Intra-Arterial Chemo Promising for Intraocular Retinoblastoma
Global salvage achieved for 66 percent of all eyes across 12 single-arm cases series studies
MONDAY, March 21, 2016 (HealthDay News) -- Intra-arterial chemotherapy appears to be promising for intraocular retinoblastoma, according to a review published online March 17 in JAMA Ophthalmology.
Yacoub A. Yousef, M.D., from the Hospital for Sick Children in Toronto, and colleagues conducted a systematic review to summarize the outcomes of intra-arterial chemotherapy. Data were included from 12 publications with discernable nonduplicative information, reporting on 655 patients, 757 eyes, and 2,350 catheterizations.
The researchers found that all reports were single-arm case series, and eight were retrospective. Global salvage was achieved for 66 percent of all eyes across all studies. Chorioretinal atrophy and vascular occlusions were the most common reported toxicities. There were reports of at least 13 children with metastases; seven additional children had metastases after publication. Comparison of disease severity at presentation was complicated by use of four different classification systems. In most studies, visual outcome was not addressed; no study had a comparative group and consequently meta-analysis was not possible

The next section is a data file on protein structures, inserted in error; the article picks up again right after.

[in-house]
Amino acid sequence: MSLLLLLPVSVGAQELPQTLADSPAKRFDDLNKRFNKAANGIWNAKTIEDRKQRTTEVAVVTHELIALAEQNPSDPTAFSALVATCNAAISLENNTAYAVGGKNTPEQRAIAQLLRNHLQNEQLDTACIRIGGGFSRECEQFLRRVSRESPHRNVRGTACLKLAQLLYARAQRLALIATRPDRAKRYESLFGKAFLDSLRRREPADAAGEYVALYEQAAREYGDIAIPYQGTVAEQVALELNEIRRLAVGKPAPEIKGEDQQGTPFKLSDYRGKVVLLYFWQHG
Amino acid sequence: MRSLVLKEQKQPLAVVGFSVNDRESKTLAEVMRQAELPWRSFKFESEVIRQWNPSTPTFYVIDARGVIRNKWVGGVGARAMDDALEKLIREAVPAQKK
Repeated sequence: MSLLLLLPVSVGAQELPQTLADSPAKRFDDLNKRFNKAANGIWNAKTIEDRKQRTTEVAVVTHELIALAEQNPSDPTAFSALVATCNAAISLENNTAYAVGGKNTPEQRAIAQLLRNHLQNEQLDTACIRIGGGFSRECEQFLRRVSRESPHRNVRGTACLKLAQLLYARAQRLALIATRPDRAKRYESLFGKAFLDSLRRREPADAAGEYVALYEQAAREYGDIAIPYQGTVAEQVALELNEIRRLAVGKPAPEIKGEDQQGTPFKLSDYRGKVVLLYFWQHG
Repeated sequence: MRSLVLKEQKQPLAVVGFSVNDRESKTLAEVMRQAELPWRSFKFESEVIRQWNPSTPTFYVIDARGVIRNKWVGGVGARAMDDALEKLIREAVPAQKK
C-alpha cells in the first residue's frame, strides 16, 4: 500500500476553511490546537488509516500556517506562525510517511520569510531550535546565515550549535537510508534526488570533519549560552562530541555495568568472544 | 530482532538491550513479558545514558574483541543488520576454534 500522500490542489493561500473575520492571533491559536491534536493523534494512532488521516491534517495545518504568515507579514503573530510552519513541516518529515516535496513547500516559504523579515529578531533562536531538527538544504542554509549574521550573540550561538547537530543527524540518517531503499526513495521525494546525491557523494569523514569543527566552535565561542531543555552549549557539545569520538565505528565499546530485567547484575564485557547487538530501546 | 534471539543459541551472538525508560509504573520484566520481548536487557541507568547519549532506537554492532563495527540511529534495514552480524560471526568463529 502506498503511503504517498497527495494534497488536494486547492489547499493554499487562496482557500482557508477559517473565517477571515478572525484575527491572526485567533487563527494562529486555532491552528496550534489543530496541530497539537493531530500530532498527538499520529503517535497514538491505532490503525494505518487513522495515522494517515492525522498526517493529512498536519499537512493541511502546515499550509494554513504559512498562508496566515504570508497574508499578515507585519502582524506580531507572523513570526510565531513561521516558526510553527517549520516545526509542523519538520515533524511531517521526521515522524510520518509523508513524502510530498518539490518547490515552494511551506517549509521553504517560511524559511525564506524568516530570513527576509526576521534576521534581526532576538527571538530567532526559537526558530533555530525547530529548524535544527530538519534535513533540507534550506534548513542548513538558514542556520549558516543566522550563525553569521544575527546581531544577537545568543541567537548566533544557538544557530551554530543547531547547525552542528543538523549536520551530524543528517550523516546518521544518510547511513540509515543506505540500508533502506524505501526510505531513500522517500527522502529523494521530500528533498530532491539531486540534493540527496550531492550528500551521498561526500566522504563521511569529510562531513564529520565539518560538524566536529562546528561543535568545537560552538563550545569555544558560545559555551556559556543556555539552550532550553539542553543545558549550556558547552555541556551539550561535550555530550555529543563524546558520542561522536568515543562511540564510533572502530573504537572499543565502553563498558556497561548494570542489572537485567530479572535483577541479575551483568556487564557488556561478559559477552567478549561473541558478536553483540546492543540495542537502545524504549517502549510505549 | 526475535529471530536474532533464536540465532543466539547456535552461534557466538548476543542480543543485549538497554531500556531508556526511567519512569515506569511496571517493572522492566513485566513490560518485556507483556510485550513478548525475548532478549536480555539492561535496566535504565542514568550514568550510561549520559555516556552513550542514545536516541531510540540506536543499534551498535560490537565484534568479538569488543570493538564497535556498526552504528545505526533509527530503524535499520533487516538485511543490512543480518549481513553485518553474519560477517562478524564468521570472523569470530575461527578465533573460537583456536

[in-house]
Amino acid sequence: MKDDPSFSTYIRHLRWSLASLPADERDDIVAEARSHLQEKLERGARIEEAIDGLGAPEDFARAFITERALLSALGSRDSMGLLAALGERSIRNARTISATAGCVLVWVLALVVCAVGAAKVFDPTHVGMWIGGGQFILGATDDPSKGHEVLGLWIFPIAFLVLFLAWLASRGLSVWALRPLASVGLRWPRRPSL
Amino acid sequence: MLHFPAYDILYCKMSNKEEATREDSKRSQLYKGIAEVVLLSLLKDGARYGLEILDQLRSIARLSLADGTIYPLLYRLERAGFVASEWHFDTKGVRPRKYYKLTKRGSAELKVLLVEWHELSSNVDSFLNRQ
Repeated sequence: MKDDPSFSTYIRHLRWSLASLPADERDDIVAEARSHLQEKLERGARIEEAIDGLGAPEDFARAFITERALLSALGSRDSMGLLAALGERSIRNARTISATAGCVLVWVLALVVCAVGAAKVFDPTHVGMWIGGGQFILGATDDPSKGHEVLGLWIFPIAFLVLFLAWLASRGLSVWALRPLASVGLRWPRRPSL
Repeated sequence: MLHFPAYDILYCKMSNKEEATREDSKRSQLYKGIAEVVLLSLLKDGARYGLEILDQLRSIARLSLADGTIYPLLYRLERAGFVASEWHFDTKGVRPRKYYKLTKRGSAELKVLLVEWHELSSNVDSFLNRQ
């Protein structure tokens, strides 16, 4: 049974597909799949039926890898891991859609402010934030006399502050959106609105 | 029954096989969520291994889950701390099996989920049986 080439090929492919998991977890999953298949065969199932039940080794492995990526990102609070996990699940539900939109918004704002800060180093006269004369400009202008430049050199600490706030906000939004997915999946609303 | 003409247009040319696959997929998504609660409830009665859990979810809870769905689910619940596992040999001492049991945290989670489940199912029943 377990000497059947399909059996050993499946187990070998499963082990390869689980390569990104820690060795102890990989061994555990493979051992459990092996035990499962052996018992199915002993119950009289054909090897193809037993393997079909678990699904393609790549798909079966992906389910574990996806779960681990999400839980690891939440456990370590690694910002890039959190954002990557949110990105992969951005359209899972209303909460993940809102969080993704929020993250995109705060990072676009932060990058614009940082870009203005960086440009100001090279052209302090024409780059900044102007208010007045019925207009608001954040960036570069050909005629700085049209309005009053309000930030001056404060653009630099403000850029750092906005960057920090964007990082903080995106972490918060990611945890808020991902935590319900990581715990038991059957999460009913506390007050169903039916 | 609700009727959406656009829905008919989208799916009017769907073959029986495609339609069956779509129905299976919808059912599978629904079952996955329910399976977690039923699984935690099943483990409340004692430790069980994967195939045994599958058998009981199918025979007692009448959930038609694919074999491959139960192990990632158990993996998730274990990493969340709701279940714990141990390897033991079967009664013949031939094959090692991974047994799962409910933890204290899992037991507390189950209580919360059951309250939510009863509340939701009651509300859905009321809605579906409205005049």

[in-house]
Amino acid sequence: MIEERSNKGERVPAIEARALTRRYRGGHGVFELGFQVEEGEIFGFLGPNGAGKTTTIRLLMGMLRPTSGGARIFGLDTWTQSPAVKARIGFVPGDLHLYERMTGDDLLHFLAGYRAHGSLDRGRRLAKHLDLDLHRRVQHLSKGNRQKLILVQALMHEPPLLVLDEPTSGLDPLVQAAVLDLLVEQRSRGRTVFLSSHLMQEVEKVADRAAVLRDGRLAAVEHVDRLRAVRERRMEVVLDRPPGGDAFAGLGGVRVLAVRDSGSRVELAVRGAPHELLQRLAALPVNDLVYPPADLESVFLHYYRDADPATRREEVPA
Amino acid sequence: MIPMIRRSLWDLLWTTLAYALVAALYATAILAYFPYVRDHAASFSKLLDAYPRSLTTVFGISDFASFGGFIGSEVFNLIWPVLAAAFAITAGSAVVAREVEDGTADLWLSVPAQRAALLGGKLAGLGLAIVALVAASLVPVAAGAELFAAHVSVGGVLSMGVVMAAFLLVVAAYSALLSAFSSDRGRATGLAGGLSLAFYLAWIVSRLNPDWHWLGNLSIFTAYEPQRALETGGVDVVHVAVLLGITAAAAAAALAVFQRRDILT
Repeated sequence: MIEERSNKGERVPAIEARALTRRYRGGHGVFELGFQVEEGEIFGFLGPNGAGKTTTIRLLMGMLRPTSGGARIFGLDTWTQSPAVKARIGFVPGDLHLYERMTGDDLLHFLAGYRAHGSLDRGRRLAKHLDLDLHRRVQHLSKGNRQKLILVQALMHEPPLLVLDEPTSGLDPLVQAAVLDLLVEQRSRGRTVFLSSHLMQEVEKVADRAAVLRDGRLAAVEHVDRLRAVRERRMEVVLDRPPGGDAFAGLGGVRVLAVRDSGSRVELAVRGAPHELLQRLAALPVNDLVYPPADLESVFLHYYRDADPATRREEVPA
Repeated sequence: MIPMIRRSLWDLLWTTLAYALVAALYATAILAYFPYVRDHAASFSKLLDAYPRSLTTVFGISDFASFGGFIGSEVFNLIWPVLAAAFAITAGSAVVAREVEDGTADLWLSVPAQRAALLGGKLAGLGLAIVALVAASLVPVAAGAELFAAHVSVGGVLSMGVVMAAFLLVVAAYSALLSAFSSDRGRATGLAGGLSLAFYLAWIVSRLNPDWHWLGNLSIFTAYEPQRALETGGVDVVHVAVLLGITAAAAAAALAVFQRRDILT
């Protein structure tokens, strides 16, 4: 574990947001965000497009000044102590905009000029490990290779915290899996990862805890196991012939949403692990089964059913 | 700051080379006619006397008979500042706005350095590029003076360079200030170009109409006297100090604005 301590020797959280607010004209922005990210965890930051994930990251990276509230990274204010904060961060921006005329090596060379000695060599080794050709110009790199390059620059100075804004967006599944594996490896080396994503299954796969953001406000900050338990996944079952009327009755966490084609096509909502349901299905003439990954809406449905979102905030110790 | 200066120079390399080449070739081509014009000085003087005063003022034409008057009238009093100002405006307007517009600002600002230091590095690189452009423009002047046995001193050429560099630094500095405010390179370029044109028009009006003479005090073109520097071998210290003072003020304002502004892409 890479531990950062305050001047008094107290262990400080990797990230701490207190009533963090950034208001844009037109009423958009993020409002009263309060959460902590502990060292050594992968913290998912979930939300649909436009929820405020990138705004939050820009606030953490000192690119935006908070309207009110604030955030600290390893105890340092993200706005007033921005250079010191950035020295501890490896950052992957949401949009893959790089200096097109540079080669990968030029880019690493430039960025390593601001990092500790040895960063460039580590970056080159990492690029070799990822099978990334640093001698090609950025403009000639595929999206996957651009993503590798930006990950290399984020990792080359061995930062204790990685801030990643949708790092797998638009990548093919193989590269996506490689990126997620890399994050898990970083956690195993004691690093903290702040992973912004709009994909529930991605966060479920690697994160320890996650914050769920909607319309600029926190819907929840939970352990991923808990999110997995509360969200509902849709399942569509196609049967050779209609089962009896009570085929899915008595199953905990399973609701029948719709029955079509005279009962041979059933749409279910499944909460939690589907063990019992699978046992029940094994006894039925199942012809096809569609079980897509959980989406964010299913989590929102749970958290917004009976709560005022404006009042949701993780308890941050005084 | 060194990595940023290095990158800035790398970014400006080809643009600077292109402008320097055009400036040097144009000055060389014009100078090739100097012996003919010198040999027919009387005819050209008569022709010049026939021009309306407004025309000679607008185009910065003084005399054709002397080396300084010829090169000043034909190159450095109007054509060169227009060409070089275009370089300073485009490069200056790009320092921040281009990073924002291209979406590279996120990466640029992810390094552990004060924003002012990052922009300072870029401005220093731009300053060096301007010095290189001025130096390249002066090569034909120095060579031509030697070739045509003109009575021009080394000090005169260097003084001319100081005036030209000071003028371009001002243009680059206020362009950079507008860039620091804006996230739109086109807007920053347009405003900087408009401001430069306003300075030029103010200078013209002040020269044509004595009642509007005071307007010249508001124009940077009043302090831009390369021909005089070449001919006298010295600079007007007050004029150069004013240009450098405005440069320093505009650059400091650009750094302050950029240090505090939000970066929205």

"Intra-arterial chemotherapy is a promising new treatment associated with high rates of globe salvage," the authors write. "However, the literature is limited by the predominance of retrospective case series, absence of comparison groups, short median follow-up, heterogeneous definitions and tumor classifications, and frequent duplicate reporting."